BrewDog accused of ‘culture of fear’ by junior staff


BrewDog has been accused of allowing “toxic attitudes” to fester at the company, weeks after the craft beer industry was rocked by a series of high-profile scandals.

According to an open letter, a “significant number” of staff developed a “mental illness” as a consequence of working at the £1.4 billion Aberdeen-based business.

It was signed by 61 ex-employees, collectively known as “Punks with Purpose” after the brewer’s famous IPA.

“The single biggest shared experience of former staff is a residual feeling of fear,” the letter reads.

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“You spent years claiming you wanted to be the best employer in the world […] but ask former staff what they think of those claims, and you’ll most likely be laughed at.”

It alleged that senior staff members “exploited” BrewDog’s “fast-paced” reputation to “treat staff however they liked without repercussions”.

Founder James Watt was was given sole responsibility for the “rotten culture”.

Responding on Twitter, Watt called the letter “upsetting” but said he would not “contradict or contest” its contents, instead seeking to “listen, learn and act”.

“We are committed to doing better, not just as a reaction to this, but always, and we are going to reach out to our entire team past and present to learn more,” he wrote.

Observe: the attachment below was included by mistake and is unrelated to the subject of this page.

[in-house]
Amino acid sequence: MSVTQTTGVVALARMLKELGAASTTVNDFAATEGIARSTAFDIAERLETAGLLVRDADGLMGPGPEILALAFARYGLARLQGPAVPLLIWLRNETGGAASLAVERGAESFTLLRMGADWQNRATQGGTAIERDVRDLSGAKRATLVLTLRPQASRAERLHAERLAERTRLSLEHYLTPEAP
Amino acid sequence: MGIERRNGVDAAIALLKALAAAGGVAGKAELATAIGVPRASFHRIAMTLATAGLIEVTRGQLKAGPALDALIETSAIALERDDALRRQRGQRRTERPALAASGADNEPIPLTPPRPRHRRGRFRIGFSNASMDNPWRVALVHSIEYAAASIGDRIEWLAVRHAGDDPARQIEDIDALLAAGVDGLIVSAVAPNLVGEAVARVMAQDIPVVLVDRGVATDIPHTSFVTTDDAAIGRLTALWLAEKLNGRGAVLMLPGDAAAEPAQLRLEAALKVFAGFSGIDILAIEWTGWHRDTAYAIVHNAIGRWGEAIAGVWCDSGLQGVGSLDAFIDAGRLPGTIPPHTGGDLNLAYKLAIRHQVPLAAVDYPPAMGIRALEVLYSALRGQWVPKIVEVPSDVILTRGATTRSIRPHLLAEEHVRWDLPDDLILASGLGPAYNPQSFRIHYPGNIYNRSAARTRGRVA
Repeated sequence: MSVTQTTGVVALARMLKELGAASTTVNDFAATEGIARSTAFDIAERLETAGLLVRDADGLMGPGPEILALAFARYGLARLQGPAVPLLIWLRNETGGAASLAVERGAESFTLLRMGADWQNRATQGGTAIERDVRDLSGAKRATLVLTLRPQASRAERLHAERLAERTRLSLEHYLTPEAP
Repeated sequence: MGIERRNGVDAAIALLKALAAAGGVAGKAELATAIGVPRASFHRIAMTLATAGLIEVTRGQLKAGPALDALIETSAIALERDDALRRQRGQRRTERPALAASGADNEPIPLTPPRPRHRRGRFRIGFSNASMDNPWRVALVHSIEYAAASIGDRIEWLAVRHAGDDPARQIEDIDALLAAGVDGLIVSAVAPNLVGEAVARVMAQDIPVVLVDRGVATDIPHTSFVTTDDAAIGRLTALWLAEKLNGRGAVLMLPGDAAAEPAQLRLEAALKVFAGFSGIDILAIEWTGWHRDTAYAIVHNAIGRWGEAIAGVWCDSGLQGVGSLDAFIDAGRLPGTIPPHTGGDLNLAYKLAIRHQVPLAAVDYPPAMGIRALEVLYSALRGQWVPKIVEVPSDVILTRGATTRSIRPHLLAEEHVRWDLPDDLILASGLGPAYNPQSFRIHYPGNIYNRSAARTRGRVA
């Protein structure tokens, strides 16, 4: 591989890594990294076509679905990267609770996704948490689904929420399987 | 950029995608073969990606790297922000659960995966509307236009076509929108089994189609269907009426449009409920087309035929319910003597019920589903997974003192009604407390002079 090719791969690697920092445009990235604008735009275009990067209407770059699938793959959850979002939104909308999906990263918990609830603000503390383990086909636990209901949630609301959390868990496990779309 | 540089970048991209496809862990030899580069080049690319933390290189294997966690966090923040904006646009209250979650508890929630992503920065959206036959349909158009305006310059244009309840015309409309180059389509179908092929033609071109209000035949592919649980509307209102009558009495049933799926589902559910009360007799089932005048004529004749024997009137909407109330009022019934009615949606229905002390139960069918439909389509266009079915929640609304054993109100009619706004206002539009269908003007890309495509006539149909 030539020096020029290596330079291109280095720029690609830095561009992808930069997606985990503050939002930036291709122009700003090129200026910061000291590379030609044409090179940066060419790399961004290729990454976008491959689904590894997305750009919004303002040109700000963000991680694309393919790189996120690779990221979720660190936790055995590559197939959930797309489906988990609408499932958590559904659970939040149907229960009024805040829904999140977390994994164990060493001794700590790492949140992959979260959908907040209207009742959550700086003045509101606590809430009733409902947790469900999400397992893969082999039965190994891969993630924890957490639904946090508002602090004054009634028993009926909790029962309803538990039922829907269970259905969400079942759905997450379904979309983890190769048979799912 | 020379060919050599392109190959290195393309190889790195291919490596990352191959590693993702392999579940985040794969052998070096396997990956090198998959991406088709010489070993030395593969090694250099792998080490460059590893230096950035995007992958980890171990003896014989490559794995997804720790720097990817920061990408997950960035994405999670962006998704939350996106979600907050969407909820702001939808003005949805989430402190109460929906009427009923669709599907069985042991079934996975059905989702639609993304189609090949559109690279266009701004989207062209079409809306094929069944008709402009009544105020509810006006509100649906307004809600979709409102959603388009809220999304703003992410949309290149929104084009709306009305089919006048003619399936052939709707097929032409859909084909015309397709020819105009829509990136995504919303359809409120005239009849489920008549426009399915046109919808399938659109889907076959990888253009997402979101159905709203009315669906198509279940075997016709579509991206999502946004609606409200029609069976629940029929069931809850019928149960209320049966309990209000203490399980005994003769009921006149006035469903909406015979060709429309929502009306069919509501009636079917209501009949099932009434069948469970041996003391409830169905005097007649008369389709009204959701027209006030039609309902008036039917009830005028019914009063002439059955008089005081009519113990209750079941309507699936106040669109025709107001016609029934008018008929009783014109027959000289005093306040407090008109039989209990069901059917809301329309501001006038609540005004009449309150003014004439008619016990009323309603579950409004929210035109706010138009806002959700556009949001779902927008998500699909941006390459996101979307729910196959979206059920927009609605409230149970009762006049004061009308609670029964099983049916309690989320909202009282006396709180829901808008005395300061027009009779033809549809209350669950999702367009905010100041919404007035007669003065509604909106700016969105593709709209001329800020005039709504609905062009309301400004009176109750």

“As a fast-growing business we have always tried to do the best by our team – we do have thousands of employees with positive stories to tell as a result.”

Punks with Purpose allege that BrewDog sent round a letter for employees to sign to rebut the group’s claims.

“Publicly portraying their own experiences as that of our current crew isn’t just demeaning to all of us […] it’s also a threat to all of our livelihoods,” reads a leaked copy.

The news follows what some commentators have seen as a #MeToo-style movement among American brewers.

Modern Times founder Jacob McKean resigned as chief executive last month, taking “full responsibility” for overlooking multiple harassment allegations.

Philadelphia-based Evil Genius apologised for what one former manager labelled a “misogynist boys’ club culture”.



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